August 23rd, 2023 | By: Wil Schroter | Tags: Strategy
Yes, AI is actually going to change everything, and No, we're not all totally screwed.
Why? Because every time we embrace change as Founders, we create exponentially more value than has ever existed before. And every time things change, everyone freaks out and thinks the "old ways" were the only way things should have been done.
I'm an avid carpenter — I build tons of stuff with power tools. Every time I'm zipping through a piece of lumber with my portable saw I think, "Some poor bastard used to have to do this by hand. I bet the moment he saw an electric saw, he figured he'd be out of a job!"
What we're missing with that line of thinking isn't whether we'll be displaced — it's whether we should have been doing that work by hand, to begin with.
Every time some new technology gets introduced, everyone bemoans how it will destroy what we already know. Electricity spoiled the coal industry. The Industrial Revolution replaced humans with machines. Computers allowed a single person to do the work of a dozen.
Personally, I showed up at the dawn of the Internet Era circa 1993. At the time I was running one of the first Web Design companies (I'm old), and I was telling everyone how the whole world would be connected and information would be free. Precisely zero people I spoke to believed me.
All people could talk about was the potential death of Barnes & Noble and Blockbuster. "Who will read books? Or patronize video stores?" Oh, the horror! As if those modalities were the only way commerce could be done or information could be shared. When was the last time you thought, "I really wish I could get in my car and drive across town to see if a single movie I might want to watch is available." Exactly never.
Every revolution starts with consternation, but the people who embrace change early become the greatest winners of each new era. Fun fact — did you know J.P. Morgan (yeah, the banking guy) was the man who financed electricity to every home? That worked out OK for him, although it does help to be backing Edison when you do it.
We need to change our mindset. When we're used to being paid to be the tool — the writer, the math whiz, the coder — we assume our value only exists as the tool. That's like me saying the only value I have as a carpenter is my ability to use a hand saw. A saw is just a tool, whether it's manual or powered. What matters is what the carpenter does with that new tool.
We are the carpenters of innovation. Our job isn't to hand-saw stuff. Our job is to constantly look for more efficient tools to get the output of what we do. If AI can help us do 10x more than we could yesterday - it's a wonderful thing. Think of how many more houses a carpenter can help build with more efficient tools.
There will be another set of tools after AI and another set of tools after that. Every time a new set of tools emerges, the operators become exponentially more valuable than before. We need to harvest that new value.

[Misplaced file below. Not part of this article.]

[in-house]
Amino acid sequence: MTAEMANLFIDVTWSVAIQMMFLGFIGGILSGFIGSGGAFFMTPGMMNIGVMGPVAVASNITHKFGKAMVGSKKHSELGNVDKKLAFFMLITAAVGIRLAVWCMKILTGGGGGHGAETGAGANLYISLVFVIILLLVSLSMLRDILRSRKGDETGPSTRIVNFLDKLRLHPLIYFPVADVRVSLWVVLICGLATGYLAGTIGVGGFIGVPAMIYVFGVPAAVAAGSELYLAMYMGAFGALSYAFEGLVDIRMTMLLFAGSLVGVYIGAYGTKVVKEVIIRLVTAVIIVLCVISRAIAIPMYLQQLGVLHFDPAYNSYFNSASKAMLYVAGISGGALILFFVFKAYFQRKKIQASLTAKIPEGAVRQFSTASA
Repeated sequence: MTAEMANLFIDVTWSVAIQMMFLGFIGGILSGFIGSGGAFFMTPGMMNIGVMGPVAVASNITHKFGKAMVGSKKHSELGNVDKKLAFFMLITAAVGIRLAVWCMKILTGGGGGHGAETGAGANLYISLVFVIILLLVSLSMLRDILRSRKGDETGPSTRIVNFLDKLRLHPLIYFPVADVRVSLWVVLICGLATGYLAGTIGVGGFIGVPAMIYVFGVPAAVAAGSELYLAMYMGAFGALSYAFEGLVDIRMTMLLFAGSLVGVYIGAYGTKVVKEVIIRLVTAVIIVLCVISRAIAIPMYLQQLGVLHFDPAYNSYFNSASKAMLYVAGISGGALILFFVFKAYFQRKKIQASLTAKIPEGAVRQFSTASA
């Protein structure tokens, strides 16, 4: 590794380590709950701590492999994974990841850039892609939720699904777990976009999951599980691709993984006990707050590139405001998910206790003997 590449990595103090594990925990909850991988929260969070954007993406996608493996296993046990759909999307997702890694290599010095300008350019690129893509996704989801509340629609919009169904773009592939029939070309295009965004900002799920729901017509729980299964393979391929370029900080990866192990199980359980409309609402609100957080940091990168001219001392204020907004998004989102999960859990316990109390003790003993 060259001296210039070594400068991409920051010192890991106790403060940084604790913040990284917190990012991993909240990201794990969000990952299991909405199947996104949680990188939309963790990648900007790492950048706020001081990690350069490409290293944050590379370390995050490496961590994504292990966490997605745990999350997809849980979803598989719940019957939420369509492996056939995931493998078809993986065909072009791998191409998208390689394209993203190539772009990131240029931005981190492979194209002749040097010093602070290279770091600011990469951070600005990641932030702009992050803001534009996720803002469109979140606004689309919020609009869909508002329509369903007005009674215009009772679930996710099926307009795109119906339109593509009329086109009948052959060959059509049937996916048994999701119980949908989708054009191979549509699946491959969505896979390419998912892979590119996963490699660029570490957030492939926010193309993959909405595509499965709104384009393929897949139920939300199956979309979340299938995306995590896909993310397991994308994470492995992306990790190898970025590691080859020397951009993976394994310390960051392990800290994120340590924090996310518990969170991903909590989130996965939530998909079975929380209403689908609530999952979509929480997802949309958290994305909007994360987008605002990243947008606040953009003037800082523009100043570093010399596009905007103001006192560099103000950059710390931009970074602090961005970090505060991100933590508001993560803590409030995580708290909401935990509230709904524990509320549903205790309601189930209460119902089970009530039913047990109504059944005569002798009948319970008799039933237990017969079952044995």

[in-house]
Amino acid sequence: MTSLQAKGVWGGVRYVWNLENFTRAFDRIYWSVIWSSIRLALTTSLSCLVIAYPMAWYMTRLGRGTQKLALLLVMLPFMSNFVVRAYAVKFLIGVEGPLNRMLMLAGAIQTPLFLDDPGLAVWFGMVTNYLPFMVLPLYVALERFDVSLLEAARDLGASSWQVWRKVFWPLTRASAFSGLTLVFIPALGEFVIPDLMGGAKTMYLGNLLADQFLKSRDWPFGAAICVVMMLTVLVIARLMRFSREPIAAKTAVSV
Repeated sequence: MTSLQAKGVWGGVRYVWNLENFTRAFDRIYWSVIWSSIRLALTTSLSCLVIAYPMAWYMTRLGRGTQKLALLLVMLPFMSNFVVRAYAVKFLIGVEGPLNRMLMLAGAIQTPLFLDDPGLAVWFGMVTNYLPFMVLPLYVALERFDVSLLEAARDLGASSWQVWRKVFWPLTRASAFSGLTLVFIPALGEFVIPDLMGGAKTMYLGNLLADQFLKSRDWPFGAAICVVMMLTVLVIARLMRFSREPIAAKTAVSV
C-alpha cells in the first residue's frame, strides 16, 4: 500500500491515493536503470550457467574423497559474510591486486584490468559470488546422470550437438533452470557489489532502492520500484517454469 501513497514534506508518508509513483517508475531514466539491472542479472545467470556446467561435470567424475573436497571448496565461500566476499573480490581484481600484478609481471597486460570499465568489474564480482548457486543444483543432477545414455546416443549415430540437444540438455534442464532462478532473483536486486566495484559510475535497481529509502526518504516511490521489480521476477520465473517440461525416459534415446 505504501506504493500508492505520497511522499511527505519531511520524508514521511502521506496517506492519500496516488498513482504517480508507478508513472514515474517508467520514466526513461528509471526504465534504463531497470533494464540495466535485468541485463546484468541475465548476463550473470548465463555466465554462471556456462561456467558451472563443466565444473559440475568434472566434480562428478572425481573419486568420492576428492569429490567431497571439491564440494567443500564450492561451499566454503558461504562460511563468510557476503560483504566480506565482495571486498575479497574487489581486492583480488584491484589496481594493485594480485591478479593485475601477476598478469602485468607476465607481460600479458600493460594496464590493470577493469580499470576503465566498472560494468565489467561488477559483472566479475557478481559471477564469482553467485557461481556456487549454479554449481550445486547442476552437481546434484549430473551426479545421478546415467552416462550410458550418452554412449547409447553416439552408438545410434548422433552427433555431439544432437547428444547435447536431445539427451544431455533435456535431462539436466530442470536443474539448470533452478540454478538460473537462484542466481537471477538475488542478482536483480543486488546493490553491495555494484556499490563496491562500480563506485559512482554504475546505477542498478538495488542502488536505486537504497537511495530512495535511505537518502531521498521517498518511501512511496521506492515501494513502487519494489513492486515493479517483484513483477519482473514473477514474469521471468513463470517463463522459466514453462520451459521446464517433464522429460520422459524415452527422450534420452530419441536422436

Every time a new technology gets introduced there's an explosion of innovation. Think of how many companies, jobs, and industries were created from the rise of the Internet. Look at your smartphone (which was its own revolution) and how many apps exist. None of those existed 20 years ago, and many didn't exist 10 years ago, and now they are part of our daily lives.
Our greatest innovators have consistently been borne by embracing the future, whether it's Cornelius Vanderbilt pioneering rail travel or Bill Gates's dream of "a PC in every home." Conversely, the greatest empires are consistently decimated by holding onto the past (how's your cable company doing these days?).
Every revolution is an opportunity for prosperity and this AI revolution is no different. This will create exponentially more jobs and opportunities than it possibly replaces, so long as we harness its potential. Embrace the future, my fellow Founders — it pays better.
Oh, and yes, I wrote this with my own hands, not with AI. But for how much longer?
The Emotional Cost of Being a Founder When we talk about building startups, we talk about lots of costs: Staffing costs, the cost of capital, cost per acquisition, and opportunity cost. But we never talk about the biggest cost – the emotional cost.
Is Doing Non-Startup Stuff Good For My Startup? (podcast) What if we knew that time away from our startup was the key to actually making it grow faster?
We're All Afraid of Paper Demons When you start to focus your attention on something that has not happened yet it will create growing anxiety that will hinder what you are truly capable of achieving. Stop worrying about the things that didn’t happen and start planning based on what’s happening now.
Wil Schroter is the Founder + CEO @ Startups.com, a startup platform that includes Bizplan, Clarity, Fundable, Launchrock, and Zirtual. He started his first company at age 19 which grew to over $700 million in billings within 5 years (despite his involvement). After that he launched 8 more companies, the last 3 venture backed, to refine his learning of what not to do. He's a seasoned expert at starting companies and a total amateur at everything else.